Before you put your scalp and hair through the process of a weave, make sure they're as strong as possible. Deep condition your hair. Make sure your hair is detangled to cut down on pulling once the braiding begins. Blow dry your hair, but be careful here, too. Don't overdo it as it can weaken your hair and leave it vulnerable to breakage.
The final step before the real braiding begins is to section off and braid down all the parts of your hair you will be leaving out (to blend in with the weave once it's sewn in).
Next, you'll create two anchor braids at the front of your hair. This is where you part your hair, and so while you want the sections to be small, you also want them to be sturdy. You can see in the GIF below that the anchor braids are right next to the braided hair you will be leaving out. The anchors are where you will stop your weave.
Next, you'll simply braid the rest of your hair, creating tracks. Jodian prefers to braid downward as she finds it easier and keeps the braids flat. Note that the process takes time, so don't get discouraged if you feel it's going slowly. It takes time to braid hair! Tip: Once you've finished braiding, secure ends by sewing them down.
Adding the weave-in cap will make the sewing process easier and will also relieve tension on your hair and scalp. You can pick one up at your local beauty supply store or online.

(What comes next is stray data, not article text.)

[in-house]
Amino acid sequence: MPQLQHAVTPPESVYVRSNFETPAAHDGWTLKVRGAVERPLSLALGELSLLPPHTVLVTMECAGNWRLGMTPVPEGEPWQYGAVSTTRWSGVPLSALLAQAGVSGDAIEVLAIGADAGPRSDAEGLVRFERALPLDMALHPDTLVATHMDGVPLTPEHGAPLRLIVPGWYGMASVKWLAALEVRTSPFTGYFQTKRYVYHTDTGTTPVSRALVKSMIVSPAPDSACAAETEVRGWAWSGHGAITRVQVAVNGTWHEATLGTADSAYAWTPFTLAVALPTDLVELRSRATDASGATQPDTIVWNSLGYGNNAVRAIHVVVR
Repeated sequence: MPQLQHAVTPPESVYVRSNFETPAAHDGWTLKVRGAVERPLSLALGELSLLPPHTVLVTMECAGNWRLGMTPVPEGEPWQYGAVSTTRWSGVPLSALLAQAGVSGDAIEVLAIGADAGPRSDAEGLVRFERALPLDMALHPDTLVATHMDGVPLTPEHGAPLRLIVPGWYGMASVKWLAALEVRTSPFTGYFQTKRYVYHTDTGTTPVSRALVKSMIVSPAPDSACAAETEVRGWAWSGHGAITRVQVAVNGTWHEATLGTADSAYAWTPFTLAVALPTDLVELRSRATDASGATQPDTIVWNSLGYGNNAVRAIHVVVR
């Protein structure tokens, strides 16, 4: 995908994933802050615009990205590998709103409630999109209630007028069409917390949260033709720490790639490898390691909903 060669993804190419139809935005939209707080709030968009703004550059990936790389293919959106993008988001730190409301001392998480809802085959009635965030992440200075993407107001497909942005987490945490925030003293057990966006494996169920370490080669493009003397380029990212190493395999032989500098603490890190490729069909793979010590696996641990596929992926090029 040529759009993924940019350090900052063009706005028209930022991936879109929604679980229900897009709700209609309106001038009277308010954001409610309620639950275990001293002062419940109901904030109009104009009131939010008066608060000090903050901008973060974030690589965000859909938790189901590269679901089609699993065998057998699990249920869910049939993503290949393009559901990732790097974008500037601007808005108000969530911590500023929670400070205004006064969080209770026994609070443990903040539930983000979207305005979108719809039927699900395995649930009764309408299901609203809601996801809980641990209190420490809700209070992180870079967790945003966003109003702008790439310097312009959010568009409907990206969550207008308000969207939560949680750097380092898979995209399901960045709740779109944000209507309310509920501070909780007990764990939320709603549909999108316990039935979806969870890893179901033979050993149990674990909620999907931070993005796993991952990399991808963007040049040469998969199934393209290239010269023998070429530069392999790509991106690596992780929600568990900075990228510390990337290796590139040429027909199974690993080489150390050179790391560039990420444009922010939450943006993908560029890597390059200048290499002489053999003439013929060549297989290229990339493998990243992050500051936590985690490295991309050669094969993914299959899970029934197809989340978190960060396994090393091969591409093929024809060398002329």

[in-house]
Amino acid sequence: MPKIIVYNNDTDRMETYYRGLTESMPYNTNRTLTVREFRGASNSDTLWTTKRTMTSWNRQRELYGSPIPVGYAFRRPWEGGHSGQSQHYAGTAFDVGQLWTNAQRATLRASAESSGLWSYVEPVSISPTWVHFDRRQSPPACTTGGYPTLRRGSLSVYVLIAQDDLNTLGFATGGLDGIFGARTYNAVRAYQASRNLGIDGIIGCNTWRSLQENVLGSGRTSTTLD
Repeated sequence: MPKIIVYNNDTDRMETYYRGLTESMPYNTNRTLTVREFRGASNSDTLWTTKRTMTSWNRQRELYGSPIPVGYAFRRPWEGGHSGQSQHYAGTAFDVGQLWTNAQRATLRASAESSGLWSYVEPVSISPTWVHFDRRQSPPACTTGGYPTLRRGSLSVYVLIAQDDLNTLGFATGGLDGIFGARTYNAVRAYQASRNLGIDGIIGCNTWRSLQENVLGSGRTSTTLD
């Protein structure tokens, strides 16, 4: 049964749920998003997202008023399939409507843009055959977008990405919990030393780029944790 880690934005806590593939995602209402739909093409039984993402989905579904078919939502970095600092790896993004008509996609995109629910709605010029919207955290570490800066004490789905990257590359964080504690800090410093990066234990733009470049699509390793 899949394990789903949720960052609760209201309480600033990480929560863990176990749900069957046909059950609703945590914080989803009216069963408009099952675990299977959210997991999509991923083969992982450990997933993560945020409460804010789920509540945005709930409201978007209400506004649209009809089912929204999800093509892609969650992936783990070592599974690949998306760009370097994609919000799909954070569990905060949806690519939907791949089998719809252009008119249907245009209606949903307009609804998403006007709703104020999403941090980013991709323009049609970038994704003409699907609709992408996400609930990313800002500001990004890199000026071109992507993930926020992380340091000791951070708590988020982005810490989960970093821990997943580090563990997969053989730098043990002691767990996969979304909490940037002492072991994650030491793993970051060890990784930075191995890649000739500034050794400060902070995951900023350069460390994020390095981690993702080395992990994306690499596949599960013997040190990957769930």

Now it's time to start sewing in your weave. Take your c-curve needle and begin by going through the weft (where the strands are bundled) of the weave, then the cap, then the first braid/track in the back. This will create a seamless connection/look between your scalp and the extension, and will especially pay off when you pull your hair + weave up in a high ponytail. Note that you only have to put the needle through the wefts on the ends of the extension; between the ends, you can simply loop your thread around the wefting. Tip: Thread your needles to about an arm's length to start each time.
This tutorial uses four bundles of hair, so in the back, the weft is folded over at the edges, doubling it, as the weave is sewn in the opposite direction. This will help minimize shedding. At the front of your head, you'll keep it as single wefting though, to ensure it lays nice and flat. And just keep going. When you reach the end, at the front, you can secure it at that point and cut the extension off to begin a new row where you like.
After you've sewn-in your extensions up to the anchor braids at the top of your head, you're done. Cut the excess net around your hair part (from Step 2) and let your leave-out hair (from Step 1) out of their braids. Then style as desired to blend your own hair with your newly sewn-in weave. You did it!
As for care, make sure you use heat protectant before you apply heat to your weave, like with a flat iron. For your hair underneath, make sure you still care for it during this time. As Cosmopolitan recommends, wrap up your hair/weave up in a scarf before bed and try and keep your extensions in for only a month or so; at the most six weeks.
We noted that weaves are often used to help protect hair and/or get natural hair back on the track to healthy. Remember, though, that you can damage your hair if you leave extensions in for too long and don't let your scalp breathe. Again, it's a balance. Good luck!